Date of Award


Publication Type


Degree Name



Biological Sciences


Oliver Love


Paul Smith



Creative Commons License

Creative Commons Attribution 4.0 International License
This work is licensed under a Creative Commons Attribution 4.0 International License.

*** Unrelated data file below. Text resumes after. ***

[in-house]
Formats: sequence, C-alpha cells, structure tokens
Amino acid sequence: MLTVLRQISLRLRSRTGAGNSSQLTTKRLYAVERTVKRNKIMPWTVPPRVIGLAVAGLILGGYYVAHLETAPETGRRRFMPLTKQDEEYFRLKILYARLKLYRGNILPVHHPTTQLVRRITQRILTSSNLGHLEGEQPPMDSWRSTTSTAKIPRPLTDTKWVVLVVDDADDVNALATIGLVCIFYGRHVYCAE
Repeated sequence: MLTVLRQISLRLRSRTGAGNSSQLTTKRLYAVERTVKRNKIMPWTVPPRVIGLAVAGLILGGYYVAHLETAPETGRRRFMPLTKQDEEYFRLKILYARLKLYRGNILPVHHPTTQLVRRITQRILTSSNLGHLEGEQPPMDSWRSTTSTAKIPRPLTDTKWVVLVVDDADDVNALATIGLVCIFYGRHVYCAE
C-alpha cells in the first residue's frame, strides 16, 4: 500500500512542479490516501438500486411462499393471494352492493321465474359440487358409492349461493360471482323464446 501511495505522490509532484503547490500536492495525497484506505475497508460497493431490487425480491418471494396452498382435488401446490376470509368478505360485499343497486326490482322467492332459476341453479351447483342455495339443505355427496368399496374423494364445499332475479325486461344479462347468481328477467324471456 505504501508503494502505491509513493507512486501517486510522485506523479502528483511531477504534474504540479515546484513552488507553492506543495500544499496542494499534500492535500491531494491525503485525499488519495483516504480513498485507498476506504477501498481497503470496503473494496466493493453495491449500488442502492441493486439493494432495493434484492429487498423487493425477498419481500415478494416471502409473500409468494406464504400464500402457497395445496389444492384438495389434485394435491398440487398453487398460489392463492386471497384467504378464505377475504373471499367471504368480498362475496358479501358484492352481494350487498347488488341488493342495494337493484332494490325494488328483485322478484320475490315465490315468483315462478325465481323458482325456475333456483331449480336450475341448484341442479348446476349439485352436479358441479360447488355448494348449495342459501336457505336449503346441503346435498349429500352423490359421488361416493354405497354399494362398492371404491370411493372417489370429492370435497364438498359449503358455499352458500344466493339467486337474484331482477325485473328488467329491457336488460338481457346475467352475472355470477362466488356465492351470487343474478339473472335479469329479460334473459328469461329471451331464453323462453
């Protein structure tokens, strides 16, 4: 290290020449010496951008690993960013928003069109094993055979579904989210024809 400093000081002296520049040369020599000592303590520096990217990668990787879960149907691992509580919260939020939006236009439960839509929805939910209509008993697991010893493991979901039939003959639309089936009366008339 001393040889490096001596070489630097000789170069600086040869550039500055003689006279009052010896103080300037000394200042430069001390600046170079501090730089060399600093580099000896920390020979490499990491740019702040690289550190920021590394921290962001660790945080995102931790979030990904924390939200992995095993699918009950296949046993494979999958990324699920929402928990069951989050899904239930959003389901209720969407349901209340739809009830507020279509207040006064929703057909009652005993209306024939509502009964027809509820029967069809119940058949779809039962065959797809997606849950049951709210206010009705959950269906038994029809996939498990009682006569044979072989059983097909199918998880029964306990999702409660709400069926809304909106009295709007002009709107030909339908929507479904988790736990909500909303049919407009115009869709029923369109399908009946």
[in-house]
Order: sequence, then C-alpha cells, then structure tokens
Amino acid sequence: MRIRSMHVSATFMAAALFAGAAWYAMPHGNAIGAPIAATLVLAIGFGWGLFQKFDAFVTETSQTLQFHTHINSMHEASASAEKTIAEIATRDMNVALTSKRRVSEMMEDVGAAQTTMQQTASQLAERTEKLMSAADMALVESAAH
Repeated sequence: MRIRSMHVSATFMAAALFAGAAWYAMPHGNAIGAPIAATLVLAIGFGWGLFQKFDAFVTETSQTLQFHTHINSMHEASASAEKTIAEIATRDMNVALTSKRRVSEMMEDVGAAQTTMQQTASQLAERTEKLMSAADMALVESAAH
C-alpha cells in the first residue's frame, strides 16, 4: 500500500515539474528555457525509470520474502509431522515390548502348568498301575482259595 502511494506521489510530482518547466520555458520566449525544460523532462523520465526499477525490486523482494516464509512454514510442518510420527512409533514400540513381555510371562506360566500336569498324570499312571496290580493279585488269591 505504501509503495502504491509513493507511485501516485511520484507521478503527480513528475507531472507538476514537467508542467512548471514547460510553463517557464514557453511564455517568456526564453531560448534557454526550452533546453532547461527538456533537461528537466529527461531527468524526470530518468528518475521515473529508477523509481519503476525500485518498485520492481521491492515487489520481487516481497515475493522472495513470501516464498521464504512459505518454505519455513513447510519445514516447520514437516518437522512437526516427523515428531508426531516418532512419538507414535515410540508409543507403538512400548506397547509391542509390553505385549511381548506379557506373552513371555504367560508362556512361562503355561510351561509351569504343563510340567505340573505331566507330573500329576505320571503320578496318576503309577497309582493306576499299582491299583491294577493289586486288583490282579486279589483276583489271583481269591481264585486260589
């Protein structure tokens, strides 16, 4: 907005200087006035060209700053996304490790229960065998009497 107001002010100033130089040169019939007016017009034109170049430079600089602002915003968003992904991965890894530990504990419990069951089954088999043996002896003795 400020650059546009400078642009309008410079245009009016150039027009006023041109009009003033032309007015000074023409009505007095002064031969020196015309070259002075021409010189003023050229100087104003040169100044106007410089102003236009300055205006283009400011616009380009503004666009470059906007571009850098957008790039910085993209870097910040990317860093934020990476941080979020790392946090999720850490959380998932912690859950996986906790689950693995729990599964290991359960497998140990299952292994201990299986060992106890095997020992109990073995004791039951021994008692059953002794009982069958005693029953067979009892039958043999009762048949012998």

Arctic-breeding shorebirds balance proximate and ultimate trade-offs in an energetically demanding environment. While these species are selective of nest sites, previous research shows that the characteristics of preferred shorebird nests do not predict increased breeding success. Thus, I aimed to identify detectable mechanisms driving nest preferences in Arctic-breeding shorebirds. Using an archival dataset, I first examined long-term nest preferences in relation to wind conditions at the East Bay Migratory Bird Sanctuary, on Southampton Island, Nunavut, Canada. I then studied energetic responses of two shorebird species to weather conditions across various nest types in a field study using non-invasive heart rate recording technology. I found that shorebird species which nest in well-concealed habitats preferred to have denser vegetation blocking the prevailing winds, while species in open habitats did not. This preference exhibited by concealed nesters did not match wind cues at the time of nest initiation, and protection from windchill did not influence incubation behaviour. My results indicate that windchill exposure plays a role in nest preferences without detectably influencing behavioural responses. These results were then reinforced by new data suggesting that energetic demands are higher in colder windchill temperatures, and in some species, that greater nest concealment reduced energetic costs during incubation. Overall, these results highlight the variability in nest preferences among shorebird species, and suggest that the mechanisms underlying these preferences may be driven by multiple breeding parameters, including, but not limited to, thermoregulatory demands.

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